|Publication number||US6437123 B1|
|Application number||US 09/299,995|
|Publication date||Aug 20, 2002|
|Filing date||Apr 27, 1999|
|Priority date||Apr 30, 1998|
|Publication number||09299995, 299995, US 6437123 B1, US 6437123B1, US-B1-6437123, US6437123 B1, US6437123B1|
|Inventors||Harald Reinhart Bock, Sally Anderson, Yoshimasa Fujita, Andrew James Hudson, Judy Megan Rorison, Michael Stuart Weaver|
|Original Assignee||Sharp Kabushiki Kaisha|
|Export Citation||BiBTeX, EndNote, RefMan|
|Patent Citations (2), Non-Patent Citations (5), Referenced by (30), Classifications (25), Legal Events (6)|
|External Links: USPTO, USPTO Assignment, Espacenet|
This invention relates to triazine compounds and their use in the manufacture of electro-luminescent, electronic and liquid crystal devices. In particular the present invention is concerned with triazine derivatives which are capable of exhibiting a nematic discotic liquid crystal phase, a columnar liquid crystal phase and/or a columnar crystalline phase.
Mesogenic compounds which are capable of exhibiting a discotic columnar liquid crystalline phase are known as electric charge carriers for use in electro-luminescent devices. For example, D. Adam et al, Nature, volume 371, Sep. 8, 1994, pages 141 to 143 disclose that 2,3,6,7,10,11-hexahexylthiotriphenylene is capable of exhibiting a discotic liquid crystal phase and that a highly ordered helical columnar phase of this compound forms by cooling an isotropic liquid melt thereof via the discotic liquid crystal phase. Compounds of this type are suitable for transport of holes. DE-A-4343412 discloses discotic liquid crystal charge transport compounds based on a variety of molecules including triphenylene, phthalocyanine, tricycloquinazoline, perylene, decacyclene and porphyrine. DE-A-4343412 also discloses calamitic liquid crystal compounds based on oxadiazole, thiadiazole, biphenyl, terphenyl, quaterphenyl, stilbene, pyrimidine and oxazoline. DE-A-4325238 also discloses organic charge transporting compounds having liquid crystal properties based on tricycloquinazoline. C. Nuckolls et al, J. Am. Chem. Soc., 1996, volume 118, pages 3767 to 3768 and A. J. Lovinger et al, J. Am. Chem. Soc. 1998, volume 120, pages 264 to 268 describe a highly aggregated fibrous columnar phase of a coloured helicene derivative that may be especially useful for charge transport due to the apparently strong interaction of neighbouring molecular cores in the columnar stack.
D. Goldmann et al (Liquid Crystals, 1996, Vol 21, No 5, 619-623) disclose sheet-shaped mesogens based on 2,4,6-triarylamino-1,3,5-triazine, more specifically 2,4,6-tris(3,4-dialkoxyphenylamino)-1,3,5-triazines. In such compounds, the aryl substituent is connected to the triazine ring via a secondary amino group. The free hydrogen on the secondary amino group is quite reactive and so there would be a tendency for the molecule to decompose, particularly under the conditions experienced in use in electroluminescent devices.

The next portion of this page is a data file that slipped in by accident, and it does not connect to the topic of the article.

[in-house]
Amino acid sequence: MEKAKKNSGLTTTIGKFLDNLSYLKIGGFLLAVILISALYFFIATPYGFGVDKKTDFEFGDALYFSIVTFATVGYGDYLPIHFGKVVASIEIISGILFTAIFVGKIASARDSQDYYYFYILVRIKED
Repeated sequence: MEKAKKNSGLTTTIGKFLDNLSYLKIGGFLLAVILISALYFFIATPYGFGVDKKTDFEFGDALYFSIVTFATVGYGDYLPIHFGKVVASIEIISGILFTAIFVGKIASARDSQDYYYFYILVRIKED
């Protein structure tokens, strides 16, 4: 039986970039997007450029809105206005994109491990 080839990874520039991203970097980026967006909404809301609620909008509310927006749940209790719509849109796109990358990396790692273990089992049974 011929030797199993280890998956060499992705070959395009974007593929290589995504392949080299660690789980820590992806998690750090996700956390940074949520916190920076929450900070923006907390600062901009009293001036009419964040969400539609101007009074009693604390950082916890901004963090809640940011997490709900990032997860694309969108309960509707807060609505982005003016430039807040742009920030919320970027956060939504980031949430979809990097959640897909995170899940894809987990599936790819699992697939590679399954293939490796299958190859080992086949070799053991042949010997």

It is an object of the present invention to provide a novel class of triazine compounds which have an electron-deficient central unit that favours transport of negative charges (electrons), which are not coloured and therefore do not absorb light, and which are chemically relatively unreactive since they do not bear reactive groups such as —NH—, and so are less susceptible to unwanted decomposition.
According to the present invention, there is provided a class of triazine compounds of the general formula:
wherein Ar, Ar′ and Ar″ are aromatic moieties and are the same or different; each of R1, R1′, R1″ to Rn, Rn′, Rn″ (hereinafter sometimes simply referred to as “groups R”), which may be the same or different, is an elongated flexible, at least partly aliphatic chain such as to impart liquid-crystalline or columnar crystalline properties to the compound; and —(R1, . . . , Rn), —(R1′, . . . , Rn′) and —(R1″, . . . , Rn″) indicate that there are up to n, n′ and n″ substituent groups R on the respective Ar, Ar′, Ar″ moieties, where n, n′ and n″ are integers which do not exceed the number of available substituent positions on the respective Ar, Ar′, Ar″ moieties.
Some of the compounds of the present invention are capable of exhibiting a columnar liquid crystal phase or a columnar soft crystalline phase which is advantageous in electro-luminescent devices due to the good charge transport properties along the director direction and the lack of pronounced grain boundaries between domains such as known from rigid crystals. Especially advantageous are those compounds of the present invention which exhibit highly ordered (soft crystalline) columnar phases such as reported by Lovinger et al (supra) and Adam et al (supra) but not by Goldmann et al (supra), due to enhanced transport in more ordered systems. An example of such a compound is 2,4,6-tris-(3,4-dinonyloxyphenyl)-1,3,5-triazine.